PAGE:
- IPCC (2013). Stocker, T. F.; Qin, D.; Plattner, G.-K.; Tignor, M.; et al. (eds.). Climate Change 2013: The Physical Science Basis (PDF). Contribution of Working Group I to the Fifth Assessment Report of the Intergovernmental Panel on Climate Change. Cambridge, UK & New York: Cambridge University Press. ISBN 978-1-107-05799-9.. AR5 Climate Change 2013: The Physical Science Basis – IPCC
- IPCC (2013). "Summary for Policymakers" (PDF). IPCC AR5 WG1 2013.
- Hartmann, D. L.; Klein Tank, A. M. G.; Rusticucci, M.; Alexander, L. V.; et al. (2013). "Chapter 2: Observations: Atmosphere and Surface" (PDF). IPCC AR5 WG1 2013. pp. 159–254.
- Rhein, M.; Rintoul, S. R.; Aoki, S.; Campos, E.; et al. (2013). "Chapter 3: Observations: Ocean" (PDF). IPCC AR5 WG1 2013. pp. 255–315.
- Masson-Delmotte, V.; Schulz, M.; Abe-Ouchi, A.; Beer, J.; et al. (2013). "Chapter 5: Information from Paleoclimate Archives" (PDF). IPCC AR5 WG1 2013. pp. 383–464.
- Bindoff, N. L.; Stott, P. A.; AchutaRao, K. M.; Allen, M. R.; et al. (2013). "Chapter 10: Detection and Attribution of Climate Change: from Global to Regional" (PDF). IPCC AR5 WG1 2013. pp. 867–952.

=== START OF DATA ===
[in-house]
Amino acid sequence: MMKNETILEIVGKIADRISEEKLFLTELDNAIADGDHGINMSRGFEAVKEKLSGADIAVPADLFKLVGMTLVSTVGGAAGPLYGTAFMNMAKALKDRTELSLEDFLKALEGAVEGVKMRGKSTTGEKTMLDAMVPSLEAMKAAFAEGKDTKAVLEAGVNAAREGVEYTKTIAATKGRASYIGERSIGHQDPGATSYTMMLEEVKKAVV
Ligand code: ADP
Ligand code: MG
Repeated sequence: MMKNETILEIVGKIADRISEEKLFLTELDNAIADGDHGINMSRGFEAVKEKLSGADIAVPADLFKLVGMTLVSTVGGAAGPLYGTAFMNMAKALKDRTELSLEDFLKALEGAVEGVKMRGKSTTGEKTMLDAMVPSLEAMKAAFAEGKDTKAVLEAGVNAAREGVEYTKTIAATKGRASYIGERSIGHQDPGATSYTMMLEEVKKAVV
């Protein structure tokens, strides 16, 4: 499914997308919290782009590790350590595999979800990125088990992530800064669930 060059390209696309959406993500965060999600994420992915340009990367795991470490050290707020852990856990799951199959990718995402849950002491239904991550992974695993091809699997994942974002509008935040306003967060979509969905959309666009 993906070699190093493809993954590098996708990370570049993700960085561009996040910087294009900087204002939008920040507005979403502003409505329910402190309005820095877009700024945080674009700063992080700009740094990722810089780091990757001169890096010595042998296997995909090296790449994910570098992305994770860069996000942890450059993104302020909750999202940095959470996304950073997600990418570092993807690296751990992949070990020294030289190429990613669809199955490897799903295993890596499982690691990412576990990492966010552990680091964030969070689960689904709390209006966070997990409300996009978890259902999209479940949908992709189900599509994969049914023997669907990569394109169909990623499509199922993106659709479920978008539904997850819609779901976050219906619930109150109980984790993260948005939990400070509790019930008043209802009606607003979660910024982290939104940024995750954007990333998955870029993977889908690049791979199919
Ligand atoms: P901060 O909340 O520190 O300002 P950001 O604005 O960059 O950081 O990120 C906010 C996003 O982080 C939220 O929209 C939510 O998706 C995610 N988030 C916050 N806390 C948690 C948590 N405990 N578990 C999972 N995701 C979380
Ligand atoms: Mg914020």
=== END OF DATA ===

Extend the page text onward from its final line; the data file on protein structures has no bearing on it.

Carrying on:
- Collins, M.; Knutti, R.; Arblaster, J. M.; Dufresne, J.-L.; et al. (2013). "Chapter 12: Long-term Climate Change: Projections, Commitments and Irreversibility" (PDF). IPCC AR5 WG1 2013. pp. 1029–1136.
- IPCC (2014). Field, C. B.; Barros, V. R.; Dokken, D. J.; Mach, K. J.; et al. (eds.). Climate Change 2014: Impacts, Adaptation, and Vulnerability. Part A: Global and Sectoral Aspects. Contribution of Working Group II to the Fifth Assessment Report of the Intergovernmental Panel on Climate Change. Cambridge University Press. ISBN 978-1-107-05807-1.. Chapters 1–20, SPM, and Technical Summary.
- Jiménez Cisneros, B. E.; Oki, T.; Arnell, N. W.; Benito, G.; et al. (2014). "Chapter 3: Freshwater Resources" (PDF). IPCC AR5 WG2 A 2014. pp. 229–269.
- Porter, J. R.; Xie, L.; Challinor, A. J.; Cochrane, K.; et al. (2014). "Chapter 7: Food Security and Food Production Systems" (PDF). IPCC AR5 WG2 A 2014. pp. 485–533.
- Smith, K. R.; Woodward, A.; Campbell-Lendrum, D.; Chadee, D. D.; et al. (2014). "Chapter 11: Human Health: Impacts, Adaptation, and Co-Benefits" (PDF). In IPCC AR5 WG2 A 2014. pp. 709–754.
- Olsson, L.; Opondo, M.; Tschakert, P.; Agrawal, A.; et al. (2014). "Chapter 13: Livelihoods and Poverty" (PDF). IPCC AR5 WG2 A 2014. pp. 793–832.